There are some economists and scholars in this libertarian-at-large camp who favor IP. Ayn Rand, the founder of Objectivism was big on IP. She thought it to be a big part of the commercial society. In Capitalism: The Unknown Ideal patents and copyrights are viewed as legal implementations of the base of all property rights. Immense right to the product of his mind. On the other hand, what the patent and copyright laws acknowledge is the paramount role of mental effort in the production of material values. These laws protect the mind’s contribution in its purest form of origination of an idea.
I don’t think is possible to be much more Austrian than Ludwig von Mises. In Human Action, the stepping stone of his work, Mises makes a claim in favor of IP. He says that without IP it is unlikely that people would undertake the laborious task of writing such things as textbooks, manuals, handbooks, and other non-fiction work. Furthermore, it is probable that technological progress would seriously be retarded without IP.
Maybe some of you will say that although Mises was an Austrian he was a bourgeoisie. If you have anyone thinking more liberally about the world, an anarchist perhaps, then you will certainly have someone against IP. Maybe so, but even anarchists are in favor of IP. Lysander Spooner is the father of anarchism in the U.S. Verbatim from The Law of Intellectual Property he claims “so absolute is an author’s right of dominion over his ideas that he may forbid it being communicated even by human voice if he so pleases.” In short, an absolute intellectual property right.
As you can see, the camp is split, but there is a middle ground. And it might astonish you that Murray Rothbard is the middle grounder. Why? Murray Rothbard understood that there is a role for intellectual property rights. Yes, he did not like absolute protection. Yes, he was against state protection. But, in several works, he ruminated the idea that there could be a weak form of IP right negotiated by private agents, that you can put it in a contract, and that this contract would, to some degree, restrain the ability of the other to further use your idea.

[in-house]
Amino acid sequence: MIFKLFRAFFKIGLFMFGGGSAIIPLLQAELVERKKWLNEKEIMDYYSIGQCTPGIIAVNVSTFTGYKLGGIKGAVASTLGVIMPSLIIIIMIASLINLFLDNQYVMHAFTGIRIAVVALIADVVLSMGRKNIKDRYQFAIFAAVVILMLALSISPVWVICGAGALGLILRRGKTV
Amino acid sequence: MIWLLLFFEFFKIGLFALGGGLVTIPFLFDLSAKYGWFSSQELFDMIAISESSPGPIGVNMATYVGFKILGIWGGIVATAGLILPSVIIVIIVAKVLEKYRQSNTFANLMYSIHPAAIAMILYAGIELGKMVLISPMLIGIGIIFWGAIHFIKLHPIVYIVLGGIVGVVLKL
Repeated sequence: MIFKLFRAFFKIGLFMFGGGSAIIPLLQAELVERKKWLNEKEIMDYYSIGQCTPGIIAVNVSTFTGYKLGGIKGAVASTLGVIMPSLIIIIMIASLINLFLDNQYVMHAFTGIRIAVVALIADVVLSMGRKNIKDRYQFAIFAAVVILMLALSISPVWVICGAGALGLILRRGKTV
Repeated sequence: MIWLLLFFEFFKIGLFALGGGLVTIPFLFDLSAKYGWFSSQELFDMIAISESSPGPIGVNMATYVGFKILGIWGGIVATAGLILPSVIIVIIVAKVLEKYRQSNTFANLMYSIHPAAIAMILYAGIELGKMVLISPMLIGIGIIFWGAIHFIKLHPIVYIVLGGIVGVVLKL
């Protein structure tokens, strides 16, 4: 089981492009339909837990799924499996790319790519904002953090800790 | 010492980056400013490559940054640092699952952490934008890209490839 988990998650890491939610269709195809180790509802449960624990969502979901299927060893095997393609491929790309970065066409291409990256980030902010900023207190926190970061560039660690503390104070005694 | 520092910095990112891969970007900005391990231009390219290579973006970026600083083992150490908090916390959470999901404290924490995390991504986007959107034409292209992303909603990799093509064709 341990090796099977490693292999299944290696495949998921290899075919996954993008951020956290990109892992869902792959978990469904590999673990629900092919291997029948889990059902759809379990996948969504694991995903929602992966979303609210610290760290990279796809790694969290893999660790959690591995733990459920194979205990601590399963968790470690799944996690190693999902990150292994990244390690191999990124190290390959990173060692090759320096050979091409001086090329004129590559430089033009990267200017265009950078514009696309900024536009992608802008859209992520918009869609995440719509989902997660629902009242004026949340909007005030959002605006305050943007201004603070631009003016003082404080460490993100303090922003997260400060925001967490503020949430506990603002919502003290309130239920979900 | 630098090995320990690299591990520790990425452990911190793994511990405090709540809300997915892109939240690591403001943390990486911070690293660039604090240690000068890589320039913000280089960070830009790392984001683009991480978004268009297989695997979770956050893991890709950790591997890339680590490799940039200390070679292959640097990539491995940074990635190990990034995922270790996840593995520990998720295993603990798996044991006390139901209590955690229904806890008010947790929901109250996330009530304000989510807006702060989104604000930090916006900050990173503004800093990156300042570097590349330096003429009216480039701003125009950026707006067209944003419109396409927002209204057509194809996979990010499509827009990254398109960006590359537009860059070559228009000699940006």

This is one of those ideas that Rothbard left uncompleted. Some of his followers thought that you could come up with some form of insurance product for your copyright, that you could put this copyright in the database and just the publication would make it clear that it is your idea. So, there is a communitarian way of taking care of your IP. All these models have been under-explored.
Marshall van Alstyne and Geoff Parker (which I don’t know whether are libertarians or not) research online digital platforms. They have no stake in the game. What they did find out surprisingly is that on digital platforms there is a private negotiation of IP. The idea of a platform ecosystem is to have a lot of participants that develop things together. In order to develop things together, they need some kind of access to each other’s technologies (for example, in form of interfaces). They also need access to each other’s ideas and business processes. In this digital private ecosystem world there is IP negotiation that at the same time keeps in some conservative sense some IP, but at the same time makes the participants want to share it with the others. This is not by design, but by the outcome of the platform experience because the more participants in the platform, the more integrated it is, the more value everyone will have. This vaguely exposed system of private enforcement of some kind of IP, while also privately making some pressure on sharing stuff is feasible in a digital world.